Catholic peace traditions
Catholic peace traditions begin with its biblical and classical origins to the current practice in the 21st century. Because of its long history and breadth of geographical and cultural diversity, this Catholic tradition encompasses many strains and influences of both religious and secular peacemaking and many aspects of Christian pacifism, just war and nonviolence.
- 1 Definitions
- 2 New Testament
- 3 Early Church
- 4 Monasticism
- 5 The Middle Ages
- 6 The Crusades
- 7 Renaissance and Reformation (c.1400 – c.1800)
- 8 Modern Church (to c.1945)
- 9 Contemporary Catholicism (c.1963 – )
- 10 Papal diplomacy and arbitration
- 11 See also
- 12 References
- 13 Bibliography
- 14 External links
The history of peacemaking in the Catholic tradition reflects the religious meanings of peace, tied to positive virtues, such as love, and to the personal and social works of justice. The Greek word for peace is eirene; Roman pax, and in the Hebrew Bible, shalom.
For the earliest Romans, "pax" meant to live in a state of agreement, where discord and war were absent. In his Meditations, or To Himself, the Roman Emperor Marcus Aurelius expresses peace as a state of unperturbed tranquility. The English word "peace" derives ultimately from its root, the Latin "pax".
The Greek meaning for peace, contained in the word eirene, evolved over the course of Greco-Roman civilization from such agricultural meanings as prosperity, fertility, and security of home contained in Hesiod’s Works and Days, to more internal meanings of peace formulated by the Stoics, such as Epictetus.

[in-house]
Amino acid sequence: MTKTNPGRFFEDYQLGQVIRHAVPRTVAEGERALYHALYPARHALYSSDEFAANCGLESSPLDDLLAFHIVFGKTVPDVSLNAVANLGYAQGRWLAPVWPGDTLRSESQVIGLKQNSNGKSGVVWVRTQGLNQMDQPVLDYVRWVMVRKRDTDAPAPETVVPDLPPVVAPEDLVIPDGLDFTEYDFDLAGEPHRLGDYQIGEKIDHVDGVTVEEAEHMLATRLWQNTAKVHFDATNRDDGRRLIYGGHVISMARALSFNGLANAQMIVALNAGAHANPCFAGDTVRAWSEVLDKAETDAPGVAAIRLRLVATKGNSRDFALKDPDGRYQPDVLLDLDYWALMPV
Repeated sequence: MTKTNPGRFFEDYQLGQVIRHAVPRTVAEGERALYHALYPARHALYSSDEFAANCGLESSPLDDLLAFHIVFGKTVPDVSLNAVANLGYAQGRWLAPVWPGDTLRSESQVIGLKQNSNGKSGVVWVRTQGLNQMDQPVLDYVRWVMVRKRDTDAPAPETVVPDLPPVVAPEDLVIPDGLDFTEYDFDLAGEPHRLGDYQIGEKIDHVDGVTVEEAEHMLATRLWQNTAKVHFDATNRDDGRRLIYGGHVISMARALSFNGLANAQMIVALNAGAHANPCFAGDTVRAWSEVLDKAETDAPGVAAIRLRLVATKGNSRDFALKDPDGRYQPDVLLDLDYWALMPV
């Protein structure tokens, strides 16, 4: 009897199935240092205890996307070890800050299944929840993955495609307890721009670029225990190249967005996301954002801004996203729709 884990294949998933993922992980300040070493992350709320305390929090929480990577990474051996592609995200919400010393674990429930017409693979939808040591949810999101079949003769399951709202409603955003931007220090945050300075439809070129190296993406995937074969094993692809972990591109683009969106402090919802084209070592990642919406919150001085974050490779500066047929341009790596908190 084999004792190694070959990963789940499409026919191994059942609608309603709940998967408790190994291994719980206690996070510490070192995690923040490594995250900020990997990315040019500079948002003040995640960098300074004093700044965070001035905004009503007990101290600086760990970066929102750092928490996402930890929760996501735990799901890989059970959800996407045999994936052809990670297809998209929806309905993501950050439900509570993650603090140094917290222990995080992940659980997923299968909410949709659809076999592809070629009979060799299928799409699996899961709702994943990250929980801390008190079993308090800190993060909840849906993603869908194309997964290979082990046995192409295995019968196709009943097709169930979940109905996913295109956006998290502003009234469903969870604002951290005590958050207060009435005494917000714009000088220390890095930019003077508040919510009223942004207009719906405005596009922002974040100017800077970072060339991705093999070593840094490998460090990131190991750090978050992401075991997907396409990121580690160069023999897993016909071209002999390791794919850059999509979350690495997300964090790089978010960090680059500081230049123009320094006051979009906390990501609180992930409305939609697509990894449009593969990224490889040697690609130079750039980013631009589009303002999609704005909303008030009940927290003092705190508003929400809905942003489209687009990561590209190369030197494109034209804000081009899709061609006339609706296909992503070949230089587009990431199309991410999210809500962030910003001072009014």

Eirene is the word that the New Testament generally uses for peace, one of the twenty words used by the Septuagint, the Greek version of the Hebrew Bible used in the largely Greek-speaking Jewish communities throughout the Greco-Roman world. It is chiefly through the Septuagint’s use of Greek that the Greek word eirene became infused with all the religious imagery and richness of the word shalom in the Hebrew Bible that had evolved over the history of the Jewish people. Subsequently, the use of the Greek Bible as the basis for St. Jerome’s Vulgate translation into Latin then brought all the new meanings of eirene to the Latin word pax and transformed it from a term for an imposed order of the sword, the Pax Romana, into the chief image of peace for Western Christianity.
And you, child, will be called prophet of the Most High, for you will go before the Lord to prepare his ways, to give his people knowledge of salvation through the forgiveness of their sins, because of the tender mercy of our God by which the daybreak from on high will visit us to shine on those who sit in darkness and death's shadow, to guide our feet into the path of peace.
And later, the angels appear to the shepherds at Bethlehem, "And suddenly there was a multitude of the heavenly host with the angel, praising God and saying: 'Glory to God in the highest and on earth peace to those on whom his favor rests'" – a peace distinct from the Pax Romana.